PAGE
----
It’s easier to meet goals when other people are expecting something from us – our boss, our work team, customers, family. We don’t want to let them down.
But when our goals are personal, it can be more difficult to get traction. We might put off personal goals because we think they only matter to us.
Implementing this simple three-step process can help.
One: Buddy Up!
Find an accountability buddy. Your buddy is someone who has their own goal to accomplish. They will commit to holding you accountable and vice versa.
You both agree to scheduled check-ins and complete honesty about your progress, or your lack of progress.
There will be times when you don’t make progress. After all, the whole reason you need a buddy is because you’ve been struggling to meet this goal on your own.
Your ideal buddy is a person who can distinguish between a true obstacle and an excuse. They don’t let you off the hook. They’re not afraid to call you on your sh**!
But that’s not enough. This is a person who is willing to help you explore what’s behind the excuses. They help you examine the challenges and obstacles in your way.
There is learning and self-awareness behind every little failure. Talk about it.
You didn’t meet this week’s goal because it was cloudy all week, and cloudy days always get you down? – EXCUSE!
What’s really going on? Are you afraid of failing? Of looking foolish? Do you not know where to start? Do you need help breaking an old pattern or habit?
Good buddies are firm, but kind. They provide encouragement as well as expectations. They help you recommit and try again.
Two: Define Your Goal.
Be very clear and specific about what it is you’re trying to accomplish. Write it down. Share the details with your buddy so that they fully understand your goal.
Stephen Covey’s Habit #2 applies here: Begin with the end in mind.
What does the end product look like? If you don’t know, how will you know when you’re done?
Getting clarity around your goal isn’t always easy. Sometimes it takes some digging to truly get to the heart of what you want to accomplish or change. Your buddy can help with this, too.
You may think your goal is to change employers. Why? You dread going to work. Why? You’re bored and don’t feel challenged. Why? Because you’ve been doing project management for ten years. You could do it in your sleep!
Aha! So maybe the real goal is to find a new assignment, to pivot your career, to take your project management skills into another area, such as product development or operations.
It’s okay to adjust your goal, adding to or subtracting from it. Don’t be too rigid. Allow your goal to morph into something else, if appropriate. You may have found the goal beneath the goal. Be open to discovery.
Your initial goal may be to clean out the garage so that you can actually park the car in there! (A foreign concept to many people.) Along the way you may discover that you need a separate shed for your lawn and garden equipment. Maybe you need to sell the motorcycle you no longer ride. These become sub-tasks that support the larger goal. And they may add expenses, tasks, and time.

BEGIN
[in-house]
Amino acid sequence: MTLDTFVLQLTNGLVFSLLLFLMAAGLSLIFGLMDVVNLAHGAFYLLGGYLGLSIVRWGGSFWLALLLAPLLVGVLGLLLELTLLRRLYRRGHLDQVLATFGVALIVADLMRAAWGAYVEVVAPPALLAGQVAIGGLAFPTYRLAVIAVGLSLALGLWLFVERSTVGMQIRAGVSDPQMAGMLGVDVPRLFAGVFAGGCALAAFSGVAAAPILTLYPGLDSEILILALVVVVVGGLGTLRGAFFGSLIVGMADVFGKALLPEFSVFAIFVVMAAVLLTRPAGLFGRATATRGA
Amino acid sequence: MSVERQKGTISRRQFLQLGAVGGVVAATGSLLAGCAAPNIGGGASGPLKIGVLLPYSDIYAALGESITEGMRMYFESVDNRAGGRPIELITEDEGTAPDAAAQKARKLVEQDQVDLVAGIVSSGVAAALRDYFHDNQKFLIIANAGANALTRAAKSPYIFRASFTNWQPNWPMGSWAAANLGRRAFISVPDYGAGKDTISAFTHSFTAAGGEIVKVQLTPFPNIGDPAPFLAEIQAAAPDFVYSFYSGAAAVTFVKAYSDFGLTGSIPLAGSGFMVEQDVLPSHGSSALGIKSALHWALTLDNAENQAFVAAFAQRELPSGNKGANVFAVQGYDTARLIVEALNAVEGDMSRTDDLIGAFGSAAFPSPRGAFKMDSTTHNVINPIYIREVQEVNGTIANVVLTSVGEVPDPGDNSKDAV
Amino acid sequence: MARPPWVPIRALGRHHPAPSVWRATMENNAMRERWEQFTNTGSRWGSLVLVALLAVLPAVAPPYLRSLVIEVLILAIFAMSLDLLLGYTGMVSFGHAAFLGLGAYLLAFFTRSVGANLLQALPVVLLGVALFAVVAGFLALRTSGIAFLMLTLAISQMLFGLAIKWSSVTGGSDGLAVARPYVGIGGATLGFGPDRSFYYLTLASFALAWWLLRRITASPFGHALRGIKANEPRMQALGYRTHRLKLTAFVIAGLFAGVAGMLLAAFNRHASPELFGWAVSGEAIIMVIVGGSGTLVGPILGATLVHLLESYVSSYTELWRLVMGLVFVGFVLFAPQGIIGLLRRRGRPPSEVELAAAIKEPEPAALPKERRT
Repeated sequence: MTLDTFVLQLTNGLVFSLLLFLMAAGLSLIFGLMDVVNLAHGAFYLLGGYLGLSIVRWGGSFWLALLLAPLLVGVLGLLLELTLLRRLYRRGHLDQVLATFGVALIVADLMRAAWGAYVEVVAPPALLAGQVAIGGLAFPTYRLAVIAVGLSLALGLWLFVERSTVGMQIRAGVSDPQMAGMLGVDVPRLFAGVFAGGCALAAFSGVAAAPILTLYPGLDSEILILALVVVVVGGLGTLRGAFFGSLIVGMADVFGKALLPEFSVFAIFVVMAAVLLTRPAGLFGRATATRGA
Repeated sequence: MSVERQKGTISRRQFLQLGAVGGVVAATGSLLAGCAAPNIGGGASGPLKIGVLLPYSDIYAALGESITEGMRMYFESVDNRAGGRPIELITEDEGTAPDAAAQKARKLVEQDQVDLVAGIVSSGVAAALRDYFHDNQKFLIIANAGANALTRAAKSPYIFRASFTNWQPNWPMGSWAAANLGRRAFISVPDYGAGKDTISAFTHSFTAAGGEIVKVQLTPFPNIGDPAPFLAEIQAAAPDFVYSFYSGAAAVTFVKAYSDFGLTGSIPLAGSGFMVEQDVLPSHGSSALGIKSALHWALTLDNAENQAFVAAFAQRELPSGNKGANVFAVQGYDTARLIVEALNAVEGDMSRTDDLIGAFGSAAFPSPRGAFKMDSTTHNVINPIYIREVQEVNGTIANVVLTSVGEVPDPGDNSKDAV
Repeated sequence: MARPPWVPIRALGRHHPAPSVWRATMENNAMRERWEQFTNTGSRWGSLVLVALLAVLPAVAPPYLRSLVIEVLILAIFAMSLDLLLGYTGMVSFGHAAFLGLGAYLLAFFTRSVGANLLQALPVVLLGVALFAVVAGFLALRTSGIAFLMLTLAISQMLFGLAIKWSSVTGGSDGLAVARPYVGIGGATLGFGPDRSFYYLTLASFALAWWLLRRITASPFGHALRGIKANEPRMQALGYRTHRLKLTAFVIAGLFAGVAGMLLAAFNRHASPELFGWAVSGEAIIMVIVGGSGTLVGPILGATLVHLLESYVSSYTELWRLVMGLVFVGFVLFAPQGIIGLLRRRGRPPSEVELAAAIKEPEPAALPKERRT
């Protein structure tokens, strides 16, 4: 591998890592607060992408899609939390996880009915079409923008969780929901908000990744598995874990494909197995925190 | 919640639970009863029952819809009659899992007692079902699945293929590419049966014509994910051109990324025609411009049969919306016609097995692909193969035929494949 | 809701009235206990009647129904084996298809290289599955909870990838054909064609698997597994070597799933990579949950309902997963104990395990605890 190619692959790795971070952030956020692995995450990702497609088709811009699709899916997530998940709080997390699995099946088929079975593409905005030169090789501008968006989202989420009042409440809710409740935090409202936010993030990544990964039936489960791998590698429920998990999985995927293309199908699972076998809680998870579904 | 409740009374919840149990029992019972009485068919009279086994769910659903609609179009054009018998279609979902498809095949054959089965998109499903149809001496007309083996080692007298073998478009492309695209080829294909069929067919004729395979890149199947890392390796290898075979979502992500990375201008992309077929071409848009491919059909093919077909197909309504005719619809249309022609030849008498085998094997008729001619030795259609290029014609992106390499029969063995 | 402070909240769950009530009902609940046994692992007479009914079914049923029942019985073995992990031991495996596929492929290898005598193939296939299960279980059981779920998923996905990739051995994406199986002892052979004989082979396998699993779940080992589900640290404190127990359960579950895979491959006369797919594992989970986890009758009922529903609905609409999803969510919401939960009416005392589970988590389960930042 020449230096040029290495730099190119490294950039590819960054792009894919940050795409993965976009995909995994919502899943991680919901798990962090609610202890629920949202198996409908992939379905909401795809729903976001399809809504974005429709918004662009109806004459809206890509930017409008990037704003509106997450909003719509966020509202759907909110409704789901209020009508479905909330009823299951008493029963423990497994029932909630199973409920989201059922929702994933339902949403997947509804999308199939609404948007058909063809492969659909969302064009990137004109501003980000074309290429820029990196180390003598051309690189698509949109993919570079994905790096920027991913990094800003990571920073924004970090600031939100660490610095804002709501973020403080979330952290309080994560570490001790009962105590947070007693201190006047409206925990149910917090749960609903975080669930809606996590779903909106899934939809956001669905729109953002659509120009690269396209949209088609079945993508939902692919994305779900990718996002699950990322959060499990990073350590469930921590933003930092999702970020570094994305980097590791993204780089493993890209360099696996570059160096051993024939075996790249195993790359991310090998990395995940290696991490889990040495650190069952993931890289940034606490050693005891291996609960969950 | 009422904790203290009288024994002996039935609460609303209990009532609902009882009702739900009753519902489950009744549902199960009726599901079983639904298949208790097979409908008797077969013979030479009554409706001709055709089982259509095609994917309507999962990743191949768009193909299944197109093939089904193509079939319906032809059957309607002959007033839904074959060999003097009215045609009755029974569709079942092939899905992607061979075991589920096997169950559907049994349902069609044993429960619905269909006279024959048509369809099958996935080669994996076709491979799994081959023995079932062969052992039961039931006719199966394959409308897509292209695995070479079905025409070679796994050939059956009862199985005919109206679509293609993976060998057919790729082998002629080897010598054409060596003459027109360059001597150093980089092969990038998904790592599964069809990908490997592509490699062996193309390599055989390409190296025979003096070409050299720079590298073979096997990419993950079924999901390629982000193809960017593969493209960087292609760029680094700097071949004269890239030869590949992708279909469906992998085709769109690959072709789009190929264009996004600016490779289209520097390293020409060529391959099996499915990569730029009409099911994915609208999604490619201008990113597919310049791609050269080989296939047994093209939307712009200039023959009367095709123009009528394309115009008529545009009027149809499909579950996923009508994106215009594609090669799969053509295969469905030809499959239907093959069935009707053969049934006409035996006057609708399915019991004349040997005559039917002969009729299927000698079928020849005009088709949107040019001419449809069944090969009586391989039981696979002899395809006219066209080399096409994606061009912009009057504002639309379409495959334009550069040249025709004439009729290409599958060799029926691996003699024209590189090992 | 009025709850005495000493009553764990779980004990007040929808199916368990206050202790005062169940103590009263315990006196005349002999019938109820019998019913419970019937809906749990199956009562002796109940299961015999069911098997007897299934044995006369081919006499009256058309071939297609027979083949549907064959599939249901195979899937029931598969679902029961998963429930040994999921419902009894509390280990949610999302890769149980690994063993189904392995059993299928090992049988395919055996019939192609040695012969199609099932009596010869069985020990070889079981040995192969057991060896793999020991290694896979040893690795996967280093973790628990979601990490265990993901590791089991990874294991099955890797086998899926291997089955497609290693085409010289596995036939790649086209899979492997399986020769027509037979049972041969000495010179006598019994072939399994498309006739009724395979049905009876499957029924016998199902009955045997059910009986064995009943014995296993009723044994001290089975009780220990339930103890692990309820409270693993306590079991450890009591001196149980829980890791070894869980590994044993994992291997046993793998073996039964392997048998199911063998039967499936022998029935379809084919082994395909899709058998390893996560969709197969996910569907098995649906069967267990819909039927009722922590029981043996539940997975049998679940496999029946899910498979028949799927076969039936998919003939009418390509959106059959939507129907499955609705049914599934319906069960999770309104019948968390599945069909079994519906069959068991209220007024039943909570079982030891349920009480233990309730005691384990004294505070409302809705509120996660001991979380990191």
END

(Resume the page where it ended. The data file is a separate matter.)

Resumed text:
Set attainable goals. Big projects may take months. Breaking them down into smaller goals will keep you moving forward.
Your buddy can help you size your goal appropriately: think bigger or smaller, go faster, or slow down.
Three: Celebrate along the way.
Don’t wait until the end to celebrate. Celebrations usually mark some kind of milestone: birthdays, anniversaries, weddings. And they often incorporate rituals and gifts.
Recognizing your progress will motivate you to keep going. Finding a tangible reward can help.
My buddy and I have agreed to pay ourselves $20 dollars (the gift) each time we meet an incremental goal. Each time the goal is met we must go to an ATM and take out exactly $20 dollars (the ritual). We save the money in a glass jar to keep it visible.
Another reward will be to treat ourselves with the money we’ve earned. I haven’t decided what I’ll do with my earnings, but I have $120.00 already. My jar sits by my computer monitor, a constant reminder of the progress I’ve made so far.
My buddy plans to spend her earnings on yoga classes. Engaging in yoga will connect her with a new community of like-minded people who have similar healthy living goals. A happy consequence of the initial goal! A ripple effect.
Personal goals often have ripple effects. For example: Reaching your goal weight can result in more confidence, increased energy, better sleep, improved health, even getting off medications. These can lead to becoming more social, meeting new people, engaging in activities with your children.
Call To Action:
Identify a personal goal that you’re struggling to meet. Find a buddy who will agree to hold you accountable. Identify incremental rewards.
Now share your intentions here! Sharing our goals encourages us to commit. Good luck!